Thus, while surveillance and detection of tickborne disease pathogens continues to improve, this new CDC research also indicates where further progress should be made. And, wherever ticks are present, public awareness is critical.

“It’s important for the public to understand that any exposure to ticks may pose a risk and that tick bite prevention is the best way to lower that risk,” says Foster. “Anyone who has symptoms of illness after a tick bite should see their healthcare provider and report tick exposure promptly.”

13 Comments »

  1. Lyme is present in all 50 states. Ticks have no borders. The lack of this common knowledge, while pushing this info with a tiny asterisk has harmed countless people. Reporting is absolutely flawed. Doctors are not testing because they ignorantly believe that these diseases do not exist, thus the CDC keeps pushing that there are no records. And round and round we go, while people are severely ill from multiple tick borne diseases across the country and the world.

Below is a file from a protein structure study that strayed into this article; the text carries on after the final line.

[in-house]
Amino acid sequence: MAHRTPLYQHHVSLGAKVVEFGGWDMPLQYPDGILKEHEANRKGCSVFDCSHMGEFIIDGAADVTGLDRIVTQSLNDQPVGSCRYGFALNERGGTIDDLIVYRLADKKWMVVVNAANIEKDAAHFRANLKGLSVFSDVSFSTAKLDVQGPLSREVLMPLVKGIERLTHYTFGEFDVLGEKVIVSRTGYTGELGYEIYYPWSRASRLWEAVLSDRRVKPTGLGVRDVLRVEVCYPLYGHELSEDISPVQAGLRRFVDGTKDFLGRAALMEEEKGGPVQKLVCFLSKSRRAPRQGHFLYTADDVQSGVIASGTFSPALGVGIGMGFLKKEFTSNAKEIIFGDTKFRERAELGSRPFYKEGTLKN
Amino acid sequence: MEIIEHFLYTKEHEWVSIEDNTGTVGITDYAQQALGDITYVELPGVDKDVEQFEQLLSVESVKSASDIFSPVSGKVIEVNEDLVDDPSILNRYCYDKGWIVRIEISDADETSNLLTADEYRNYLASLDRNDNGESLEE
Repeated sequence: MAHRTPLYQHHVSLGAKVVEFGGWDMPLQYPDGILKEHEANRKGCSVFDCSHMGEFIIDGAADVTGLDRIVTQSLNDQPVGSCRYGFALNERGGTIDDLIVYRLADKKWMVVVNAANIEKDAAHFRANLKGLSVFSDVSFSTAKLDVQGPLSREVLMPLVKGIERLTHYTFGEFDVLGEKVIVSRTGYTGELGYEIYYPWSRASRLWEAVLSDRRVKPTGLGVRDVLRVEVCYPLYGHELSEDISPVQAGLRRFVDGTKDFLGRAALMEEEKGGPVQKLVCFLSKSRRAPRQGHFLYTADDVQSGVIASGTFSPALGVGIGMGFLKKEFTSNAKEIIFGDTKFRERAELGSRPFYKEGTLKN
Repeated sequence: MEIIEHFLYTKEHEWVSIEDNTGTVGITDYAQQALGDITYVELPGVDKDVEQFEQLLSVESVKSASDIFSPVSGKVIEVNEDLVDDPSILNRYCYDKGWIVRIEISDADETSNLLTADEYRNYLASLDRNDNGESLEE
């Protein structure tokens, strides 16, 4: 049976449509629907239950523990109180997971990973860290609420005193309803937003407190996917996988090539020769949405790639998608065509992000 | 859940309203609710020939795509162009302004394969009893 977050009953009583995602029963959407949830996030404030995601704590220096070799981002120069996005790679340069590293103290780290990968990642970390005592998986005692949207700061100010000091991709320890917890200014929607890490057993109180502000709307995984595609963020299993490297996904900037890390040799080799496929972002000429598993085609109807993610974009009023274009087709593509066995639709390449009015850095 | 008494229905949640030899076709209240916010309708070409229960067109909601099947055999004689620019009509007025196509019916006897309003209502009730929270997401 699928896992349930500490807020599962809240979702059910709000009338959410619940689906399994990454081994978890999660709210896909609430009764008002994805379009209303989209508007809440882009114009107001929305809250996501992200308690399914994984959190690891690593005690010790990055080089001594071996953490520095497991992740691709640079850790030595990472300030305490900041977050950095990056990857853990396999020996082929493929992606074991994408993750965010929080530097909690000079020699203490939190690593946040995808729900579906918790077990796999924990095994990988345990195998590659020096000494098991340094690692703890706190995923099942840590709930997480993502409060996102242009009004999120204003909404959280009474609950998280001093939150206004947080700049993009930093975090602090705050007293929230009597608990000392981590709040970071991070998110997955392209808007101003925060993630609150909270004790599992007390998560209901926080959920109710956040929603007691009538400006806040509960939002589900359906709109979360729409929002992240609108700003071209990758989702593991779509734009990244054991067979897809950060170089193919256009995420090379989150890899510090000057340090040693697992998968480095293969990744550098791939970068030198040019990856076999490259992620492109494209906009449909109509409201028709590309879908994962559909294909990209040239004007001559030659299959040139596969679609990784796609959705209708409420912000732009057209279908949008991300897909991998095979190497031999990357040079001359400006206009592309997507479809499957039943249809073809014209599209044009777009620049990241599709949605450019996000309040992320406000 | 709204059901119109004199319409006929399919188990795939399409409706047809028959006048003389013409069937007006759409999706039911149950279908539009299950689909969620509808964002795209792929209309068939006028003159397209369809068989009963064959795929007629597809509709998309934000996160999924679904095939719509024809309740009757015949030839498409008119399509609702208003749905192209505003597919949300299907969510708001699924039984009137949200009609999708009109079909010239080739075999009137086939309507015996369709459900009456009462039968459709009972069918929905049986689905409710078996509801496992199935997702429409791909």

• Thank you… 100% agree with this statement. I am almost sure I have lyme an no doctor will take me seriously… So I live with it it’s difficult. Clearly something is wrong… It’s a silent population control possibly… Idk. But how can they not exist? Real doctors don’t exist is my opinion. I just need the prescription pad I don’t need them. It’s rediculous how bad you are treated. I know my body an if I say I know smthn is weird or different I know that it is. I can’t wait till I get it figured out cause I will get my compensation finally… I won’t even see a doctor anymore an now 8 or more years later I can actually show them but they made me hate them so much I don’t go… It’s a shame. Hypocritical oath means nothing anymore. It’s all about the meds an money. Not the true underlying issues. It’s a joke an lies and not even reality anymore. Sad. Very sad. Thank you for ur comment. I appreciate it.